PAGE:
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In 2014, Dana Holgorsen enters his 4th season at the helm. Which 4th year WVU coach had the most impressive season?
1928: Ira Errett Rodgers - Guided WVU to an 8-2 finish including wins over Pitt and Oklahoma State (Oklahoma A&M).
1953: Pappy Lewis - Led the Mountaineers to the Southern Conference title and a Sugar Bowl berth.
1924: Clarence Spears - Helped WVU post an 8-1 record, including a perfect 6-0 mark in Morgantown.
1969: Jim Carlen - Guided West Virginia to a 10-1 mark and a Peach Bowl win over South Carolina.

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Book review

Book review

By Brandon Priddy

So several weeks (months) too late I finally got to "Waiting for the Fall," Mike Casazza's wonderful tome chronicling the ups and downs of WVU football - specifically those of the last few years when things went from 'continual letdown' to downright weird. Grab a hard copy of your own or download the Kindle version here:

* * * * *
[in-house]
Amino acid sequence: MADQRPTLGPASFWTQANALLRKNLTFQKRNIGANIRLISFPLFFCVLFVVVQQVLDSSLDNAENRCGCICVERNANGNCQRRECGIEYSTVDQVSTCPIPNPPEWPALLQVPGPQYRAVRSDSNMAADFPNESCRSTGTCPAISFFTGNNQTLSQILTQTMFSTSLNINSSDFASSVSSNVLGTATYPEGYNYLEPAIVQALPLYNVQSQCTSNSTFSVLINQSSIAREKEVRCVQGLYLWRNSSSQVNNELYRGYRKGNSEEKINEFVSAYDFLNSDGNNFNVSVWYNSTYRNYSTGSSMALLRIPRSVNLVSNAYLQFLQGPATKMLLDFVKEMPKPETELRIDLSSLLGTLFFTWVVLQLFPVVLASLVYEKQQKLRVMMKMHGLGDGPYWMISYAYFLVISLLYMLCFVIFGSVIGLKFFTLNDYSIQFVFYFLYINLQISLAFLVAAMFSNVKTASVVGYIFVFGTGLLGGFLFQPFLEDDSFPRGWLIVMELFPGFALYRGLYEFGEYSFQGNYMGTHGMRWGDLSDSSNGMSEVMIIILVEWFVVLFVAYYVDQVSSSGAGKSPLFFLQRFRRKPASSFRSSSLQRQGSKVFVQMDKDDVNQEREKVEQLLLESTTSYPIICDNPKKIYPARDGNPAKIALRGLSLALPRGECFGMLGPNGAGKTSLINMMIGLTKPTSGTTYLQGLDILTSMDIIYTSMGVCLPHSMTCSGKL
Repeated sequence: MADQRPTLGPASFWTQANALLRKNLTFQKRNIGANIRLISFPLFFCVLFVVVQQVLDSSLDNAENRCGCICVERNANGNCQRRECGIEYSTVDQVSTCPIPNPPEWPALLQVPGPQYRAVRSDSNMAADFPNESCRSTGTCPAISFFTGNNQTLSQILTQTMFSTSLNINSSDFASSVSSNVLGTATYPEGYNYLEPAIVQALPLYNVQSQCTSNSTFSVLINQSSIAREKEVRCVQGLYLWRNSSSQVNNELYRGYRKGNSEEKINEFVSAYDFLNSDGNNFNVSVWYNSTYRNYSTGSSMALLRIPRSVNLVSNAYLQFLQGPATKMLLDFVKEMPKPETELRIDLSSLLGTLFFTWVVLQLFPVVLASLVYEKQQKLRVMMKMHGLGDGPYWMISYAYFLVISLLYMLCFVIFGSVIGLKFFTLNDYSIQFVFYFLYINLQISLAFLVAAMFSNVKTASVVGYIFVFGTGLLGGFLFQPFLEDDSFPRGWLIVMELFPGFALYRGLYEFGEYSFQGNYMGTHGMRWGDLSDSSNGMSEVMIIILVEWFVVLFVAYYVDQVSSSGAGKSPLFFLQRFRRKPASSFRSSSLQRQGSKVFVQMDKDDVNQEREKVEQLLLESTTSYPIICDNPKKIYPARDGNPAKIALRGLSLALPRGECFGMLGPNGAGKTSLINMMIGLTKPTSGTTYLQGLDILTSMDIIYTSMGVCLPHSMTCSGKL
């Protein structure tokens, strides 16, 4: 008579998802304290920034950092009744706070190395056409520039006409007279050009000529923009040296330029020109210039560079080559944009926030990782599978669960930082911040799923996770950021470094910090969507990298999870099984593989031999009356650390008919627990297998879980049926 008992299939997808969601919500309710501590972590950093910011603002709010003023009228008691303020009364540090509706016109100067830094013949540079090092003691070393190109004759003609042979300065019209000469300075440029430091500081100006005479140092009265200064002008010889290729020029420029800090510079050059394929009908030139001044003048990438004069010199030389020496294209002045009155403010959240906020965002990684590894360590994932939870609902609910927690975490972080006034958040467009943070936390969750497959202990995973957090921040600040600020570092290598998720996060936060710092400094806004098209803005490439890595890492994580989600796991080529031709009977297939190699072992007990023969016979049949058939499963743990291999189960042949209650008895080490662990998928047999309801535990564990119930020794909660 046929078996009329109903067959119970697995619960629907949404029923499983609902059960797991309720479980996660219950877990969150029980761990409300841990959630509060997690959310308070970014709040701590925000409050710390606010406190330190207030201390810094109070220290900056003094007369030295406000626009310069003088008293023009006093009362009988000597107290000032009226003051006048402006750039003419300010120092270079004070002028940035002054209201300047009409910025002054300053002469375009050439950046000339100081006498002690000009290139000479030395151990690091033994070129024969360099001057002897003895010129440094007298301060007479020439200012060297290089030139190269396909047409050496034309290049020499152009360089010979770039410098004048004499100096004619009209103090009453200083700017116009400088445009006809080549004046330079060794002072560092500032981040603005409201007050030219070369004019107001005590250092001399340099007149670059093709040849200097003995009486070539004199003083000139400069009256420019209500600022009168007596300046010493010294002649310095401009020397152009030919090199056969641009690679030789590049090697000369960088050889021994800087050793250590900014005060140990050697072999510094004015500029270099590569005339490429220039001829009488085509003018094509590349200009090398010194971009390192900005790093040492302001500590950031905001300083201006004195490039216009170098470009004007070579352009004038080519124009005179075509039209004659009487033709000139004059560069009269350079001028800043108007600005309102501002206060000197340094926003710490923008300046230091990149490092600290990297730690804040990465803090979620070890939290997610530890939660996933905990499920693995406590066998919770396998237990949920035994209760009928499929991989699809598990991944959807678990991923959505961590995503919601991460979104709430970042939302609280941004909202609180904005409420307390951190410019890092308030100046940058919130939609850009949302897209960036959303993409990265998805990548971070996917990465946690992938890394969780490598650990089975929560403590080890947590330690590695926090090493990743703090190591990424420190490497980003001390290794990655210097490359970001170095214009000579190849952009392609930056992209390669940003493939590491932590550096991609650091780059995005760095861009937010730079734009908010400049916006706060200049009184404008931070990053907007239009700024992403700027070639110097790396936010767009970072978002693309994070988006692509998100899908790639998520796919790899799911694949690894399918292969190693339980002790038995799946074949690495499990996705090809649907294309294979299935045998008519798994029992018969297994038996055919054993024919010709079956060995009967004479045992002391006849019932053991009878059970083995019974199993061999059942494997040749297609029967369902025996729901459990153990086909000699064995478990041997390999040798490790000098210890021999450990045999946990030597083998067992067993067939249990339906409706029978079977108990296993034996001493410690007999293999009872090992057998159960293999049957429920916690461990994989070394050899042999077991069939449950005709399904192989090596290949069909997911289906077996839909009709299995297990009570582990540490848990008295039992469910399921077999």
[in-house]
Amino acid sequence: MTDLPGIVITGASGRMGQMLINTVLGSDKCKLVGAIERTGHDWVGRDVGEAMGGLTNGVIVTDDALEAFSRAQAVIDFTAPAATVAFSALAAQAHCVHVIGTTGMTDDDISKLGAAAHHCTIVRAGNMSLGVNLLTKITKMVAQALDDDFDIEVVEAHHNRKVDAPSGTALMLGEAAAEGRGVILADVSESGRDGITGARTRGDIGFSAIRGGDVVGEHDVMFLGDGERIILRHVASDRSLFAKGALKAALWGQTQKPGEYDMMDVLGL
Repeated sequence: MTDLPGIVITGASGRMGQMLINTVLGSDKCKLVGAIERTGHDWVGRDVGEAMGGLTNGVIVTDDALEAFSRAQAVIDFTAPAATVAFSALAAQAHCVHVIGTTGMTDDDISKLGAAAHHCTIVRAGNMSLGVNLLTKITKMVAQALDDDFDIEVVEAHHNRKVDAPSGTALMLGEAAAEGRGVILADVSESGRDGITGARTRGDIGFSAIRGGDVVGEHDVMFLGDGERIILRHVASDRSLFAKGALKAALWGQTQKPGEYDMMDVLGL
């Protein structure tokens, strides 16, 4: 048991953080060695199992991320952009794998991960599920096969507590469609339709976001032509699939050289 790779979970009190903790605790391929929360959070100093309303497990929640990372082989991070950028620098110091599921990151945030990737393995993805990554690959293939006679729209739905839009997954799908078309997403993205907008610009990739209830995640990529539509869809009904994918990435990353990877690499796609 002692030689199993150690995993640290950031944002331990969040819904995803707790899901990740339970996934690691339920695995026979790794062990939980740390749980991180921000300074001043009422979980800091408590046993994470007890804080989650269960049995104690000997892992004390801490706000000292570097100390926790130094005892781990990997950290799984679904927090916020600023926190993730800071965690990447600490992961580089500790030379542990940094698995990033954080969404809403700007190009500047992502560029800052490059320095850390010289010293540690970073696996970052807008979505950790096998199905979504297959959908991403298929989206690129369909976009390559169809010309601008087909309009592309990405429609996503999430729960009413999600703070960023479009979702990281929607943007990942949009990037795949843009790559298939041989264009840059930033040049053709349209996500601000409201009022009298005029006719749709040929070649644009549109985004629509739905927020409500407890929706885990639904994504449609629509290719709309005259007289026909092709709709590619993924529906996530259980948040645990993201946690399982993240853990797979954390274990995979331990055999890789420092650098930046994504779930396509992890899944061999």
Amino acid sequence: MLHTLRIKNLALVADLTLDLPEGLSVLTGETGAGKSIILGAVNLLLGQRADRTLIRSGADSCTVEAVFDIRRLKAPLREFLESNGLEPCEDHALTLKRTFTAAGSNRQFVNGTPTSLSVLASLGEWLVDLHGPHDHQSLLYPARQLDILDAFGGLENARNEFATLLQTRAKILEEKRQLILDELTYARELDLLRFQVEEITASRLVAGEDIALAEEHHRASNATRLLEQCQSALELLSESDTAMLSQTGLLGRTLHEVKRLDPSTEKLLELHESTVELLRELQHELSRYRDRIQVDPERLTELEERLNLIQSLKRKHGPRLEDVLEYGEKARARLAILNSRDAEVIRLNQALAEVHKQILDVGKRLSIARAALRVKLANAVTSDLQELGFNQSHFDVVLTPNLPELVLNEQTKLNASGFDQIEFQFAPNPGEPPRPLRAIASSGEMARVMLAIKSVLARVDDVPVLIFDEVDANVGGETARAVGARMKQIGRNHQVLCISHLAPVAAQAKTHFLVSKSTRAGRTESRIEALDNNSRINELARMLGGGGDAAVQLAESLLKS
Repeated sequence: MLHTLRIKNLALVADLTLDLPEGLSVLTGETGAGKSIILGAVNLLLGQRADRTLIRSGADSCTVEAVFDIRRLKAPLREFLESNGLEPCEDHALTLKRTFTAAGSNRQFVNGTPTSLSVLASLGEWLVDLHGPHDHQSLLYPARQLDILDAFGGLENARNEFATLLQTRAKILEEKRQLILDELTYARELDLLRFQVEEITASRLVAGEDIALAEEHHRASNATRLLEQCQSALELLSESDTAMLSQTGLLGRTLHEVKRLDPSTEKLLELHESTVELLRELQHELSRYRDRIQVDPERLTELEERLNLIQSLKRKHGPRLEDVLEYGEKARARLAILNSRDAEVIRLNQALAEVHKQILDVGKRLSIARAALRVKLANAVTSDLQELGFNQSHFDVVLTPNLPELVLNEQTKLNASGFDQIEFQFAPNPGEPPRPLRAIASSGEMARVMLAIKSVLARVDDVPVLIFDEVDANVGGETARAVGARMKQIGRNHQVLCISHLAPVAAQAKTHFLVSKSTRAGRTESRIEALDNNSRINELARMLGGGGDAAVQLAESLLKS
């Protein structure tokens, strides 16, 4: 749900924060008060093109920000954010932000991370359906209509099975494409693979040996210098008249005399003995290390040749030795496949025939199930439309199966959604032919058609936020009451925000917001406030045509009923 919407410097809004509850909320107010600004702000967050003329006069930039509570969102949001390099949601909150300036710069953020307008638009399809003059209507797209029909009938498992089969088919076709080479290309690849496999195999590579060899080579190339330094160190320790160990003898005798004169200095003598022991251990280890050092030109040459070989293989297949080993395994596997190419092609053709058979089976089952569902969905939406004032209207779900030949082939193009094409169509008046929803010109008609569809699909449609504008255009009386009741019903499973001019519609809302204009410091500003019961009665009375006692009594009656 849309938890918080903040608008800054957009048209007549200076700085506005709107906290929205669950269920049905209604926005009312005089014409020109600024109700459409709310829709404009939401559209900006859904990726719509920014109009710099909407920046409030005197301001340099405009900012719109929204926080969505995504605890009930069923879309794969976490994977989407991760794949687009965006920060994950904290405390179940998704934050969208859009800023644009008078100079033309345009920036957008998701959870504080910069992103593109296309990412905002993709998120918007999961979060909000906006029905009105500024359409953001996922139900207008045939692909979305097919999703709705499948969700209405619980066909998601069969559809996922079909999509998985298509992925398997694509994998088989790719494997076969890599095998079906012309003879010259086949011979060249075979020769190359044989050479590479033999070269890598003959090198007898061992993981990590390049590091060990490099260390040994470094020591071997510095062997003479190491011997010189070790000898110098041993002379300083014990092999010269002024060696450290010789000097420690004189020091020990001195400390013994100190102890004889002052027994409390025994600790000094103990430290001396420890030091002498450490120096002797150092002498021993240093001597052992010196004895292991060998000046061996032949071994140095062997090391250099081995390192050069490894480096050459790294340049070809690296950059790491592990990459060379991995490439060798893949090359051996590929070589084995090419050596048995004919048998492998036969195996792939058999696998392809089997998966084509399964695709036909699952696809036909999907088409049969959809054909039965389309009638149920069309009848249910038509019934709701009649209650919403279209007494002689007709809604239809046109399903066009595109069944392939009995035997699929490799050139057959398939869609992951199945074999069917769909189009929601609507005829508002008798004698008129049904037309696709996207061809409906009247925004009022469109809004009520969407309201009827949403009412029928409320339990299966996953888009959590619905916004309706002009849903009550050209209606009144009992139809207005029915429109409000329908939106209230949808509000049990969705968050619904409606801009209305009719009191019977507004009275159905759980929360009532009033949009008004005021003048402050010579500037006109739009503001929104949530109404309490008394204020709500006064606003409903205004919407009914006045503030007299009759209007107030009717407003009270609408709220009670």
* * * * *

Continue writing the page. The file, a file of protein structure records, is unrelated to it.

(Side-note: I'm embarrassed it took me this long to get to a book about the Mountaineers. I'd like to say the reason is in the off-season I specifically stay away from football stuff and try to read non-sports related books and that's kinda true I guess. But really there's just one reason: The "Game of Thrones" series of books, which sucks you into a total vortex and won't let go. But it is fantastic. And insanely freaking long. Do not start this thing unless you have MONTHS to devote to it. Consider yourself warned. Back to the "Fall.")

As the Daily Mail's WVU football and basketball beat writer since 2007, there is nobody better qualified than Casazza to tell the tale of the tale of glory, tragedy, peaks, valleys and heartbreak that is Mountaineer football. Full disclosure, I'm personally a big fan of his and think he does a great job. He has good sources and is thoughtful and fair at a time when both seem to be in short supply. It was comforting to know that the trials and tribulations of my beloved Mountaineers were in capable hands.